Children of the Soviet Union

This fascinating documentary, made by Disney in 1987, gives its putative US television audience a glimpse into the daily life of a Leningrad schoolboy, Alyosha Trusov. Alyosha attends Leningrad School No. 185, an English-language magnet school that my boon companion had graduated only a few years before this film was made.

Thanks to Yelena Yoffe for the heads-up.

 

Everything Is Normal: The Life and Times of a Soviet Kid, a recent memoir by the narrator and protagonist’s older half-brother Sergey Grechishkin, also gets my seal of approval. I would especially recommend it to university lecturers teaching courses about everyday life in the late-Soviet period and anyone else who wants to know what childhood was really like for what anthropologist Alexei Yurchak has rightly called “the last Soviet generation.”

Don’t be scared off by Grechiskin’s explicitly pro-capitalist, pro-western stance: he is too good a writer to let that get in the way of the story he has to tell, which he tells much more honestly than most of his compatriots and, certainly, nearly all westerners who have written about the period.

Thanks (again) to Yelena Yoffe for the heads-up. Grechishkin’s book turned several long bus trips in December into supremely pleasant journeys.

grechishkin

This book is both a memoir and a social history. On one hand, it is a light-hearted worm’s-eye-view of the USSR through one middle-class Soviet childhood in the 1970s–1980s. On the other hand, it is a reflection on the mundane deprivations and existential terrors of day-to-day life in Leningrad in the decades preceding the collapse of the USSR.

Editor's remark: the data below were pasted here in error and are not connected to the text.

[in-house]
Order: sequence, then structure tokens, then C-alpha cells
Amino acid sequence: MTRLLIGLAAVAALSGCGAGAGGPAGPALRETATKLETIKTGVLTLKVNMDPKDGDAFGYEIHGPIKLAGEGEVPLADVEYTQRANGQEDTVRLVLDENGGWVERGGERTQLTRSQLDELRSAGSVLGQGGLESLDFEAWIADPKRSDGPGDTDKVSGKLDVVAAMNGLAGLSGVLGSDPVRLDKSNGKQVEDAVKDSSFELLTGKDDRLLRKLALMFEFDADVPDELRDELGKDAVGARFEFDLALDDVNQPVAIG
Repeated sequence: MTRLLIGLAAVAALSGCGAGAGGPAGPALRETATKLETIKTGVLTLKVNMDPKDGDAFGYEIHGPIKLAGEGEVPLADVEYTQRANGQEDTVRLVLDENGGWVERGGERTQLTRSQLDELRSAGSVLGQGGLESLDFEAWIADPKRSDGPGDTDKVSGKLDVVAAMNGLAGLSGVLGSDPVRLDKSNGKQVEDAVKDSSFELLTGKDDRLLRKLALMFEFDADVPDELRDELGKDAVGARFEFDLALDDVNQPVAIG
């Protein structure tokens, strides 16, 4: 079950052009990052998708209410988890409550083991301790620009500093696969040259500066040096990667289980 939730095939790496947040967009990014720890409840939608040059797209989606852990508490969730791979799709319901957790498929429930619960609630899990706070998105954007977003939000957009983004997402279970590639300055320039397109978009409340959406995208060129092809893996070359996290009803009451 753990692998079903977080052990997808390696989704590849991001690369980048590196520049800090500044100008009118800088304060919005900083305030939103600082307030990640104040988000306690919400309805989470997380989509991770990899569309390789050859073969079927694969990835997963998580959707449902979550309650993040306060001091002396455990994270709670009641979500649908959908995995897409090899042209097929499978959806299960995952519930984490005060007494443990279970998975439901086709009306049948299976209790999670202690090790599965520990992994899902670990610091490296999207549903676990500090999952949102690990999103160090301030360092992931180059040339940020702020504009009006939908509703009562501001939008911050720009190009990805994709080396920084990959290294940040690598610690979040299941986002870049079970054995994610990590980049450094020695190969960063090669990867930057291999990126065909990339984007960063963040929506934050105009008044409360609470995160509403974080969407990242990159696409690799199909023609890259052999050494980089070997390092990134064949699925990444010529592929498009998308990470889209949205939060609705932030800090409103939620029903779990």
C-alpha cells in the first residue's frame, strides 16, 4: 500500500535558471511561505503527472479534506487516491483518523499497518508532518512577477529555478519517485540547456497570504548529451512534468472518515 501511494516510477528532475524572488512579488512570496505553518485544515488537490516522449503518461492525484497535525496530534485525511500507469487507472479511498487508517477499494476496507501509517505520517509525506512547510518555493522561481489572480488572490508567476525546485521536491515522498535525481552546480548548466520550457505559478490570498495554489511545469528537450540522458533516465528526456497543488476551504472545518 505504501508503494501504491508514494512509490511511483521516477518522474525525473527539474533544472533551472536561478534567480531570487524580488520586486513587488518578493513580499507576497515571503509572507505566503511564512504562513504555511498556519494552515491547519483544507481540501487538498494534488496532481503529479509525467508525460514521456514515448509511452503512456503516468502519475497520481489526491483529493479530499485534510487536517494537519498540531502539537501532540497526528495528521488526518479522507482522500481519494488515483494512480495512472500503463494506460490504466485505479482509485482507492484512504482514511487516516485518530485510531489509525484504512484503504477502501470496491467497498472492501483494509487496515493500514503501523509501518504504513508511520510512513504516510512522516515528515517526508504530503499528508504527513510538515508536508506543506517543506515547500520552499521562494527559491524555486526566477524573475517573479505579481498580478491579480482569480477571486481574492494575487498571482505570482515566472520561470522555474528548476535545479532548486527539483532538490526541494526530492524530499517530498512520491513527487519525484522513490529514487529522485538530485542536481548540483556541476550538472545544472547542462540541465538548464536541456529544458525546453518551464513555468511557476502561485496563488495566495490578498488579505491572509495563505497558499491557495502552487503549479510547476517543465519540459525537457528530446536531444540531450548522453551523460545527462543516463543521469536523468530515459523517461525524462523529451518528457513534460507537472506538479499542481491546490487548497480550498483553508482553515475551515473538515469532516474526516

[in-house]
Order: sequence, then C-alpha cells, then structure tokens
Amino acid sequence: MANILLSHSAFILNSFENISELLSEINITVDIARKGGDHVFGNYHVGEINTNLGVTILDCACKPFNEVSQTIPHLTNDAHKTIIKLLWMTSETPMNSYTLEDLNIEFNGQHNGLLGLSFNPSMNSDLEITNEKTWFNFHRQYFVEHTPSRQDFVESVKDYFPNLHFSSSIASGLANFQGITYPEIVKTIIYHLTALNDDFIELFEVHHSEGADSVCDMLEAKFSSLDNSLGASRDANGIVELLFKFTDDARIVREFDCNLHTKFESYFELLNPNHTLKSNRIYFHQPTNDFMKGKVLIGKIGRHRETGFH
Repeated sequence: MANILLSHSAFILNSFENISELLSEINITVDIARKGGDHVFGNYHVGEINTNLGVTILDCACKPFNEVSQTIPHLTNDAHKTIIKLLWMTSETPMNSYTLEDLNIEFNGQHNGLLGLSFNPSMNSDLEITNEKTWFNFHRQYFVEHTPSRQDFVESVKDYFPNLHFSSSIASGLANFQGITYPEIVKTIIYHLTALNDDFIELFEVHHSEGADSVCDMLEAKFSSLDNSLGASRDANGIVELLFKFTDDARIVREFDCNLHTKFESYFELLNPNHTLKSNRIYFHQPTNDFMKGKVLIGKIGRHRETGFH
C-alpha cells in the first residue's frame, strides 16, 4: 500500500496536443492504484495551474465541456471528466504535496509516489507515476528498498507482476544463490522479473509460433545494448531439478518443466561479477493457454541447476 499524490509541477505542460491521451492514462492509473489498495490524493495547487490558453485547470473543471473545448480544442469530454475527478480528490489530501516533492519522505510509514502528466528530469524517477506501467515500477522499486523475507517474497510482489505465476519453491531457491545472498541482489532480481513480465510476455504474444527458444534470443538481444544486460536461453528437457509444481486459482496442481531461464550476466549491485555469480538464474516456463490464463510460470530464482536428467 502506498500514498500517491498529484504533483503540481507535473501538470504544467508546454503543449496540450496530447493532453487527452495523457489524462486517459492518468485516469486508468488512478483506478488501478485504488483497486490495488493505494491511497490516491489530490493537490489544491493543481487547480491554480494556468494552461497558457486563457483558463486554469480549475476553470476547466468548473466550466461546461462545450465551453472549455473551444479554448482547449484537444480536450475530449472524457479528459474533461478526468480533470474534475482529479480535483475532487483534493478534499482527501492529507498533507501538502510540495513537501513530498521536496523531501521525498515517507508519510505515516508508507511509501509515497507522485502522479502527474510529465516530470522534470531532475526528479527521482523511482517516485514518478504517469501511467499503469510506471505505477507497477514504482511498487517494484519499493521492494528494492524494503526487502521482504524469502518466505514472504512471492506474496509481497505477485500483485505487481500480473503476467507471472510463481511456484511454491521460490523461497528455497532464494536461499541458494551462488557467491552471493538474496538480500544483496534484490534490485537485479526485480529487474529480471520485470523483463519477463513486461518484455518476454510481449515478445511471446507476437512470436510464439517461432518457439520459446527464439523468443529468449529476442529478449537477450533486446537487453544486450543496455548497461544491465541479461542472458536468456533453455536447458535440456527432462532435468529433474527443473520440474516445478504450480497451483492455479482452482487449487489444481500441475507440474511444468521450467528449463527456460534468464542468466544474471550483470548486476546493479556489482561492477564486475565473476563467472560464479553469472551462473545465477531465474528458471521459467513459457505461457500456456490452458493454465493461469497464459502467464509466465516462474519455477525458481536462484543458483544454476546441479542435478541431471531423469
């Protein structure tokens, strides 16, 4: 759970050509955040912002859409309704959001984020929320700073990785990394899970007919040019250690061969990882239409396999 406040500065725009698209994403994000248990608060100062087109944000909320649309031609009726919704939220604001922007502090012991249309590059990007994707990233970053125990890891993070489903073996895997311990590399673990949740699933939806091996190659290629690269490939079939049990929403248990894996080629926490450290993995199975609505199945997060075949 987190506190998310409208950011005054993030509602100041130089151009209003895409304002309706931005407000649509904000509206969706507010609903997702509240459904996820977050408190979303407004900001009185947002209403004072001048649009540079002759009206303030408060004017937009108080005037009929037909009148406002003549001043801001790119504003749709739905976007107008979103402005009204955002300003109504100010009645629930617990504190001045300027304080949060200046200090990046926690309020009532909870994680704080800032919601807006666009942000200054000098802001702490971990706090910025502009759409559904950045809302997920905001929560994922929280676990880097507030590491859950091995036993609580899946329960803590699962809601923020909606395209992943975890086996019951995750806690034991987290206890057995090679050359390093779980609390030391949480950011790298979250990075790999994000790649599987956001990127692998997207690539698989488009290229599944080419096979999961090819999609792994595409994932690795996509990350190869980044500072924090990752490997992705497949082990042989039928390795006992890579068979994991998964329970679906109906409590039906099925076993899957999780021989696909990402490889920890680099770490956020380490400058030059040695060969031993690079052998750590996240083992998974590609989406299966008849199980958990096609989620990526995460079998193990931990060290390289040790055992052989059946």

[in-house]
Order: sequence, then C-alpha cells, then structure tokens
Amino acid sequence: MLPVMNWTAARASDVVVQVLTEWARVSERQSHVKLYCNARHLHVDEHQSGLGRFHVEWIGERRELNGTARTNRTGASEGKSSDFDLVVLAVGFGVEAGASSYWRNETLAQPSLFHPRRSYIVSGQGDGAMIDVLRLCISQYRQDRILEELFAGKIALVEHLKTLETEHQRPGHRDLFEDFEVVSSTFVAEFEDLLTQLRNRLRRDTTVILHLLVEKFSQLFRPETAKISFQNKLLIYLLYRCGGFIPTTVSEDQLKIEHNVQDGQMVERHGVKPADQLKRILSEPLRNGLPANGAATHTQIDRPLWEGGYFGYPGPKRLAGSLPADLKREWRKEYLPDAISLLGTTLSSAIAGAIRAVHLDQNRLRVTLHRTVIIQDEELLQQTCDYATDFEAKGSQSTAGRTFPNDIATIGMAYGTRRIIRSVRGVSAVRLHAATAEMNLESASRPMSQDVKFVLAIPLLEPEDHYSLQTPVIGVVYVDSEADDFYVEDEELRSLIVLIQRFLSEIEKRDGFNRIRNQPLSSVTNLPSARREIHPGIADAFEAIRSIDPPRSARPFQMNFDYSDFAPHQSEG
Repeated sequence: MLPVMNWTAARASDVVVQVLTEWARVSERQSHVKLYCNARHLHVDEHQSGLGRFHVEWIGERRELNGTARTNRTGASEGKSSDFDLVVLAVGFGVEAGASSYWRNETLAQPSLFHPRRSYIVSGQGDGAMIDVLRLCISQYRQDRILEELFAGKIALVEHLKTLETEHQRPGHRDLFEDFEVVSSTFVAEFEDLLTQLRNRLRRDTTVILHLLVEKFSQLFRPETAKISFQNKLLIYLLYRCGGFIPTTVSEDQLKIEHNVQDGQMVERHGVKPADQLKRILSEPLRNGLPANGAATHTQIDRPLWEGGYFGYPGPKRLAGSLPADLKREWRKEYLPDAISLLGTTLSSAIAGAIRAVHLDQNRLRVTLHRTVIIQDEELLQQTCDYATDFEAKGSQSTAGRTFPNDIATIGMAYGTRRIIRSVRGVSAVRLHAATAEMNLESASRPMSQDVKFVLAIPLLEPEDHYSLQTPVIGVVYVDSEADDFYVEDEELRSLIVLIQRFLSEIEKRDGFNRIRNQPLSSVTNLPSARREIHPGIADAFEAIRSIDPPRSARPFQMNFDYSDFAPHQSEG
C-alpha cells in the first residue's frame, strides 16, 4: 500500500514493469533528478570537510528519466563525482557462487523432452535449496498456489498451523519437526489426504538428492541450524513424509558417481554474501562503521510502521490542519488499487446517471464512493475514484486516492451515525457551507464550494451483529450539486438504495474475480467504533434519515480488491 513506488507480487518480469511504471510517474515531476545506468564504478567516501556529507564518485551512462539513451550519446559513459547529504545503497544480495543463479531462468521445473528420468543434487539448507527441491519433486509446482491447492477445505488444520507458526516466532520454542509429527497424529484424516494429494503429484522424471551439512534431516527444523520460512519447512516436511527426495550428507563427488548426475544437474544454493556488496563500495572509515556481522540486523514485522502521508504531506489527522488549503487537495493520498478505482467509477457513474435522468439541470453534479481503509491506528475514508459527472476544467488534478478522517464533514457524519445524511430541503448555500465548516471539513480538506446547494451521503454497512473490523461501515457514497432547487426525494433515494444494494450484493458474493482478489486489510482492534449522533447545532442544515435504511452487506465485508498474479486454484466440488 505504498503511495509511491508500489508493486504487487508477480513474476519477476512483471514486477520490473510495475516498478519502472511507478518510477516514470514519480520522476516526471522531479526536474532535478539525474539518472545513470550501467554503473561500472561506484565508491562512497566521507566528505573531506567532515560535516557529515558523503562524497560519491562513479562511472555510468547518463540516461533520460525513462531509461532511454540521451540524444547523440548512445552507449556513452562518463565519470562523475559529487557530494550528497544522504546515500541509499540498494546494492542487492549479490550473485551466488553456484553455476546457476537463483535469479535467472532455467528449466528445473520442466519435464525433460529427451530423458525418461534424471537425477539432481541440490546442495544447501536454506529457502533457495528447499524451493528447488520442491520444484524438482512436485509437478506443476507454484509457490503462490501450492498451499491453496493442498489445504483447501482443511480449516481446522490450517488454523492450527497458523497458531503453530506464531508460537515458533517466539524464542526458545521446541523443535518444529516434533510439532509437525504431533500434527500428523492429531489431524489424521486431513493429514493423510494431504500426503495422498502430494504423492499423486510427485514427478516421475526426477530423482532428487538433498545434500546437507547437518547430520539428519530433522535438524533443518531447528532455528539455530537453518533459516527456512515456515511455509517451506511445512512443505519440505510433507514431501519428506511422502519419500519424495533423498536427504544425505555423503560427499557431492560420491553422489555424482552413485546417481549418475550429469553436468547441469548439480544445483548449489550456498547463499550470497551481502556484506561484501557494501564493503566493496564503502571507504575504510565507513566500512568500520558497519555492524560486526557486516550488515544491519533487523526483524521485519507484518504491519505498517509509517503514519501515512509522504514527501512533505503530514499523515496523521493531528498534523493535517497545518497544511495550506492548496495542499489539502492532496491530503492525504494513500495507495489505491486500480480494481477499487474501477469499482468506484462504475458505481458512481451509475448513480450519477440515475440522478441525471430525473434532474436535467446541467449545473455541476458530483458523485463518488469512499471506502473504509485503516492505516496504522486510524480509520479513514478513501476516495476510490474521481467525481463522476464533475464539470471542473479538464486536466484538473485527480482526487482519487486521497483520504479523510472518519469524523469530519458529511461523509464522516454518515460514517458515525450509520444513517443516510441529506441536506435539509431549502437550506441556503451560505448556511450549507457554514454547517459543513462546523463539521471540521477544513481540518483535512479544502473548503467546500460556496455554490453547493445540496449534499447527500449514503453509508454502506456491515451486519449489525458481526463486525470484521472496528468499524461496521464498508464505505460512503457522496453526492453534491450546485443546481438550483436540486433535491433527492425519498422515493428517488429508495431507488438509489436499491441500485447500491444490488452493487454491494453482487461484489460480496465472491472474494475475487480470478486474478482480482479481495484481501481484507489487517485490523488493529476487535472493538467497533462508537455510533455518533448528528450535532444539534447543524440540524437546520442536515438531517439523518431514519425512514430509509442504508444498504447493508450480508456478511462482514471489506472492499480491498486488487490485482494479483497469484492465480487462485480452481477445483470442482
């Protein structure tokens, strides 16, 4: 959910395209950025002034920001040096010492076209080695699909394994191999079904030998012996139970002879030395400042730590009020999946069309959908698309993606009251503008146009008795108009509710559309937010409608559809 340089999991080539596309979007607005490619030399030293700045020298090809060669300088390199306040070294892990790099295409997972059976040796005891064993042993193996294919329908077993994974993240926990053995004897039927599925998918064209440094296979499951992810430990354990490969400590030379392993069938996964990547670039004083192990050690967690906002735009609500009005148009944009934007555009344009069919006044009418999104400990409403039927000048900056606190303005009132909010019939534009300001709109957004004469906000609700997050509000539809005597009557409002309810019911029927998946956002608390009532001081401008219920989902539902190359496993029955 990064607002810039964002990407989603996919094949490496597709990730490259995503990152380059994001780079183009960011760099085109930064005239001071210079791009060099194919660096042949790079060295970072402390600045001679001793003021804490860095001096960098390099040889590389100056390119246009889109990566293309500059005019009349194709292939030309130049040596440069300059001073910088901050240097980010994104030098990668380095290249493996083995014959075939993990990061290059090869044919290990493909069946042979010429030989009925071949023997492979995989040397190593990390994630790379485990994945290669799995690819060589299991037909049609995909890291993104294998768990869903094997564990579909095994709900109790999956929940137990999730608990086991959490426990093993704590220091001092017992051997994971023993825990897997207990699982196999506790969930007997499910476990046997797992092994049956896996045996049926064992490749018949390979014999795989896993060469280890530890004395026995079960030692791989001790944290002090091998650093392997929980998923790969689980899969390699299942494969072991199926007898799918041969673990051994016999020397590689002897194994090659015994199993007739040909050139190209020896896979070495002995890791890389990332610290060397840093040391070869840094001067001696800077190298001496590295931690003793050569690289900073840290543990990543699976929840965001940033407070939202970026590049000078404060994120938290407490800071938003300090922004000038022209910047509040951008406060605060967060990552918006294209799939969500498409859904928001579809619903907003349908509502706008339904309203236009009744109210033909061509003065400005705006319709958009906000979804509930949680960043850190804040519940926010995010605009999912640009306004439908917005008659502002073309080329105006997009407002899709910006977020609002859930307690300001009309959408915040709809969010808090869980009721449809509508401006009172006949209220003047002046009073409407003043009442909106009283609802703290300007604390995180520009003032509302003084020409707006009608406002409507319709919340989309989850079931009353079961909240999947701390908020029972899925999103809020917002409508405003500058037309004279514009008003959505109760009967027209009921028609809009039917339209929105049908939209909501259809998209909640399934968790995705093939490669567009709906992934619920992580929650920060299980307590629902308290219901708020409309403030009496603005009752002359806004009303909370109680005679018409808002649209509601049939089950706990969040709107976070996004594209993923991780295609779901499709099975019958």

The author occupies a peculiar place in the Soviet world. He is the son of a dissident father and also the stepson of a politically favored Leningrad University professor and Party member. He also occupies a peculiar place in the literal geographic sense — both his home and school are only a few blocks away from the city’s KGB headquarters, where a yet-unknown officer called Vladimir Putin is learning his trade.

His world is a world without flavor. Food is unseasoned. Bananas are a once a year treat. A pack of instant coffee is precious enough to be more useful as a bribe to a Party official than a consumable. Parents on business trips thousands of miles away from home schlep precious and scarce bottles of soda across the Soviet empire for their kids. Everything is bland: TV, radio, books, music, politics — life itself. The author staves away boredom the best he can, with a little help from his friends. They play in the streets of their beautiful city, still resplendent with pre-Revolutionary glory; make their own toys and gadgets; and, when they get older, pass around forbidden novels and books of poetry.

But occasionally, an infinitely more exciting world makes itself briefly known. A piece of foreign bubble gum with a Disney wrapper. A short Yugoslavian cartoon. A smuggled cassette tape with mind-blowing music by someone named Michael Jackson. And these hints of a completely different life introduce small cracks into the author’s all-pervading late-Soviet boredom — cracks that widen and widen, until reality itself shatters, and a brand new world rushes in.

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